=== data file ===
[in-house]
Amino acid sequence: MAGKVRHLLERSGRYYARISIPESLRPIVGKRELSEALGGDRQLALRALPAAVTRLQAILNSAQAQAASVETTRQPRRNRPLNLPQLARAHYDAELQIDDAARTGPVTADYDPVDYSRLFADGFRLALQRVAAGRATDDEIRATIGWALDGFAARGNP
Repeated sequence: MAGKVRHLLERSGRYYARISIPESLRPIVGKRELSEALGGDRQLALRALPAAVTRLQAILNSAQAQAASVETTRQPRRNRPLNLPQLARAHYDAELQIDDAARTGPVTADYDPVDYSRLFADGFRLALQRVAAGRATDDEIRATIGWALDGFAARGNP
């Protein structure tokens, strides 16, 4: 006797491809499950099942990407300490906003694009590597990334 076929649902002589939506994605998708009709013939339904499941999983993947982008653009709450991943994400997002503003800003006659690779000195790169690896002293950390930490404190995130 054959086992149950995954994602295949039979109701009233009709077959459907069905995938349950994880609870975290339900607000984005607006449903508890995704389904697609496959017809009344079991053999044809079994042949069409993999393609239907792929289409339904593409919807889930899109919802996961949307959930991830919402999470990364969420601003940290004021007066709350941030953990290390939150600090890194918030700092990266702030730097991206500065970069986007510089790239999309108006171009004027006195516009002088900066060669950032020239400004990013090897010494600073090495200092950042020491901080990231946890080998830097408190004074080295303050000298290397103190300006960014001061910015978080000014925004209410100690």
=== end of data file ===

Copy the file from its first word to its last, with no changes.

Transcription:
[in-house]
Amino acid sequence: MAGKVRHLLERSGRYYARISIPESLRPIVGKRELSEALGGDRQLALRALPAAVTRLQAILNSAQAQAASVETTRQPRRNRPLNLPQLARAHYDAELQIDDAARTGPVTADYDPVDYSRLFADGFRLALQRVAAGRATDDEIRATIGWALDGFAARGNP
Repeated sequence: MAGKVRHLLERSGRYYARISIPESLRPIVGKRELSEALGGDRQLALRALPAAVTRLQAILNSAQAQAASVETTRQPRRNRPLNLPQLARAHYDAELQIDDAARTGPVTADYDPVDYSRLFADGFRLALQRVAAGRATDDEIRATIGWALDGFAARGNP
């Protein structure tokens, strides 16, 4: 006797491809499950099942990407300490906003694009590597990334 076929649902002589939506994605998708009709013939339904499941999983993947982008653009709450991943994400997002503003800003006659690779000195790169690896002293950390930490404190995130 054959086992149950995954994602295949039979109701009233009709077959459907069905995938349950994880609870975290339900607000984005607006449903508890995704389904697609496959017809009344079991053999044809079994042949069409993999393609239907792929289409339904593409919807889930899109919802996961949307959930991830919402999470990364969420601003940290004021007066709350941030953990290390939150600090890194918030700092990266702030730097991206500065970069986007510089790239999309108006171009004027006195516009002088900066060669950032020239400004990013090897010494600073090495200092950042020491901080990231946890080998830097408190004074080295303050000298290397103190300006960014001061910015978080000014925004209410100690």